Reflections on Christmas draw readers into the season of Jesus’ birth

By Michelle Martin | Staff writer
Wednesday, November 16, 2022

Father John Cusick, a retired priest of the Archdiocese of Chicago and former director of the archdiocese’s Young Adult Ministry office, is the author of “Emmanuel: God-With-Us; Reflections on the Mystery of Christmas” (Corby Books, 2021). He wrote the collection of essays and reflections over his 52 years of priesthood. He never had any intention of publishing many of them, he said; he wrote them for himself, an exercise to help him approach the mystery of Christmas anew each year.

When people suggested he make his reflections into a book so everyone could read them, he enlisted the help of an editor to pull them together and arrange them into themed groups.

“Some of the essays are humorous; all are real,” Cusick said. “They’re all from out of my heart and soul.”

He spoke with Chicago Catholic staff writer Michelle Martin Nov. 9. The following interview has been edited for length and clarity.

Q: What messages do you want readers to get from this book, and how do you want them to use it? Is it something to prepare for Christmas during Advent, or something to use during the Christmas season?

A: They can use it any way they want. The church focuses on Advent, the society focuses on Christmas. I think it’s a good preparation for Christmas.

Q: Is the different emphasis between the church and society an illustration of the church’s call to be countercultural that you write about?

A: Advent gets buried by the popular culture, you know that as well as I do. So yes, it’s countercultural. But the focus of the celebration of Christmas is also countercultural. It’s not about the cultural bells and whistles; it’s the birth of the one we call the Son of God among us.

Q: One thing I learned from reading the book was that Caesar Augustus was called the “savior of the world.” That changes the political implications of proclaiming Jesus as the savior of the world, doesn’t it?

A: There were political reasons, but there were also spiritual reasons and religious reasons. The Roman emperor was a big deal, religiously. That’s another form of counterculturalism.

But that’s another form of the impact of what Gospel really means: You have to choose. Jesus never says this is the only way it can be. The Gospels lay out possibilities, and you have to decide, what do you choose?

In the Gospel of Luke, there are two understandings of peace: peace through violence, and the peace of good human relations. Which one do you choose? Why was there a census? To find out how many people there were, and now we know who to collect money from to keep the army going. That’s peace the Roman way, peace the cultural way. We do the same things now.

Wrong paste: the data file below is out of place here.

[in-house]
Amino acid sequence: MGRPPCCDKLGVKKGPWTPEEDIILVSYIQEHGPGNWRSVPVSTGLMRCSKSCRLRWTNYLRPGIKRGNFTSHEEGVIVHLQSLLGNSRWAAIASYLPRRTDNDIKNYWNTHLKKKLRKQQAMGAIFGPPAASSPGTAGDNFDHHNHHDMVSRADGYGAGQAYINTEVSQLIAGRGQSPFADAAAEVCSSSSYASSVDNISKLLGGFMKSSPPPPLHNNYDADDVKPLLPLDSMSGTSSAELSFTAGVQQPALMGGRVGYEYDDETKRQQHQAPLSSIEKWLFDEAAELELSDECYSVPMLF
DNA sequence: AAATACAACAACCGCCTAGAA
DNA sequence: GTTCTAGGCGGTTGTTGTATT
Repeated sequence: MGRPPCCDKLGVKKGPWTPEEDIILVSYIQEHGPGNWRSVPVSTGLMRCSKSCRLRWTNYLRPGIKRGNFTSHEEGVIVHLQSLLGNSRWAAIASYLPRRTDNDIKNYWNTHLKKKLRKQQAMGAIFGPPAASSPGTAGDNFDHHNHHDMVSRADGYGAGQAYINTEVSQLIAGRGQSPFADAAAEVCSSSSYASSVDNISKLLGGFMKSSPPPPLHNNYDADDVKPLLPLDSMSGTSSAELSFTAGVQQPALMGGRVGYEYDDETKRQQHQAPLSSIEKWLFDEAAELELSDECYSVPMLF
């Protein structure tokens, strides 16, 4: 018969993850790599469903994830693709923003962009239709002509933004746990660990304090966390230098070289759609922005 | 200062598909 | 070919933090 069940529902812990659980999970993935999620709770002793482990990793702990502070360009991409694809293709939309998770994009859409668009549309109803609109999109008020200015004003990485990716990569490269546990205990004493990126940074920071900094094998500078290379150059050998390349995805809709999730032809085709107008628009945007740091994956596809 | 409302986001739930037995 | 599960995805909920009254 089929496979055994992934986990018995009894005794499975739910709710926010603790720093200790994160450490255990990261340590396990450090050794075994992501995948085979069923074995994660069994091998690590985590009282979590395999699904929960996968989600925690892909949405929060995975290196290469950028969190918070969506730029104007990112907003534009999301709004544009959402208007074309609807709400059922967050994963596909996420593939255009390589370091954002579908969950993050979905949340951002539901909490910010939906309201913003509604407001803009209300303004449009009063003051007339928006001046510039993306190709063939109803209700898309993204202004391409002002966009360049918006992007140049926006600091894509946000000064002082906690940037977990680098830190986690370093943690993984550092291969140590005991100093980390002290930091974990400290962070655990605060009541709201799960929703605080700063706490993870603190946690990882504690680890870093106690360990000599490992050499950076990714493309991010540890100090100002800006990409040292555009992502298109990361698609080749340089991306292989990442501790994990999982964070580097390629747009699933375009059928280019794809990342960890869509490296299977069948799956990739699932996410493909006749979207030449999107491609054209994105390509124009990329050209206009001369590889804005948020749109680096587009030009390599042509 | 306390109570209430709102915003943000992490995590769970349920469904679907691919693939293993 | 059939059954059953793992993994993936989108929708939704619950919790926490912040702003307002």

Q: Do you have a favorite essay in this book?

A: “Tie Box” (an essay about presenting his parents with tickets for a vacation in the Bahamas, wrapped up in a tie box, the Christmas after his ordination). That meant a great deal to me. There are others as well; the one about buying the Christmas tree with parents — I always got a big kick out of that one.

Q: How much did your upbringing and your parents contribute to how you came to understand Christmas and the gift of Emmanuel?

A: They’re the ones who birthed me into a Catholic world, and that’s how I grew up, and that’s always been very important to me. I think it developed; the older I got, the more I appreciated and had kind of a growing awareness of the spirituality of Christmas. You don’t really get that when you’re a little kid.

I think my reason for writing this, for putting the book together, for too many people and for too long, Christmas has been seen as a child’s story. If there’s going to be a Christmas pageant in the parish, you won’t be able to get in there will be so many people.

As I developed my own spirituality, I realized that this is a powerful adult story that really goes over the heads of children. We’ve got two saviors here, and the swaddling clothes are not signs of poverty — that was how Solomon was wrapped when he was born. They were signs of royalty and love. I never knew that.

Then there was no room in the inn. Did you ever think about who stays in an inn? Travelers. Why was there no room? Was it because the innkeeper was a jerk? No. Did you ever think that it was because Jesus wasn’t going anywhere? He was born where he was always meant to be: in, with and among God’s people. I could never comprehend that as a child.

Q: If it goes over the heads of children, do we do ourselves and children a disservice by doing the Christmas pageant and having all the kids dress up?

A: Oh, no, not at all. I think as part of our developing spirituality, it’s very important to have Christmas pageants for the children. I really, really do. I have a goddaughter, and the first Christmas pageant she was in, she was an angel, but she said, “I have my eye on being Mary.” I always treasured that line.


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